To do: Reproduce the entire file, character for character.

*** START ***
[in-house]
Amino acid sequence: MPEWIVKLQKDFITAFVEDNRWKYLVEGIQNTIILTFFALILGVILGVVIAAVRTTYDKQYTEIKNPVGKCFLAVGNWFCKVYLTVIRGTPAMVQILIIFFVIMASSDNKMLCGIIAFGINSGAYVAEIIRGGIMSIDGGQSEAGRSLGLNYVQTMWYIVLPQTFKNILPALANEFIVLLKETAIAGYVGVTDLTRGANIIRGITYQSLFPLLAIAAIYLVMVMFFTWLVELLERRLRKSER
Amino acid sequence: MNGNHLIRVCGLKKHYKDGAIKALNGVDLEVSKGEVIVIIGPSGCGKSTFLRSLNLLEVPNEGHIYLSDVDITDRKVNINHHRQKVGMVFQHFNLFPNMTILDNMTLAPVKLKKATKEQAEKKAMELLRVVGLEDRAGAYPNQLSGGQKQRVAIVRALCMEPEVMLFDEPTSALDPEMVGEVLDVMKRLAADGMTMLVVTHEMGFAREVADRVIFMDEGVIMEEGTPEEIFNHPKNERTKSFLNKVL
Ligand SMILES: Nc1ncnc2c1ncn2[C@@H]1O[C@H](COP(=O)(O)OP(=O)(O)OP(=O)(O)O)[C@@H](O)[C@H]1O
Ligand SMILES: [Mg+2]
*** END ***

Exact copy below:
[in-house]
Amino acid sequence: MPEWIVKLQKDFITAFVEDNRWKYLVEGIQNTIILTFFALILGVILGVVIAAVRTTYDKQYTEIKNPVGKCFLAVGNWFCKVYLTVIRGTPAMVQILIIFFVIMASSDNKMLCGIIAFGINSGAYVAEIIRGGIMSIDGGQSEAGRSLGLNYVQTMWYIVLPQTFKNILPALANEFIVLLKETAIAGYVGVTDLTRGANIIRGITYQSLFPLLAIAAIYLVMVMFFTWLVELLERRLRKSER
Amino acid sequence: MNGNHLIRVCGLKKHYKDGAIKALNGVDLEVSKGEVIVIIGPSGCGKSTFLRSLNLLEVPNEGHIYLSDVDITDRKVNINHHRQKVGMVFQHFNLFPNMTILDNMTLAPVKLKKATKEQAEKKAMELLRVVGLEDRAGAYPNQLSGGQKQRVAIVRALCMEPEVMLFDEPTSALDPEMVGEVLDVMKRLAADGMTMLVVTHEMGFAREVADRVIFMDEGVIMEEGTPEEIFNHPKNERTKSFLNKVL
Ligand SMILES: Nc1ncnc2c1ncn2[C@@H]1O[C@H](COP(=O)(O)OP(=O)(O)OP(=O)(O)O)[C@@H](O)[C@H]1O
Ligand SMILES: [Mg+2]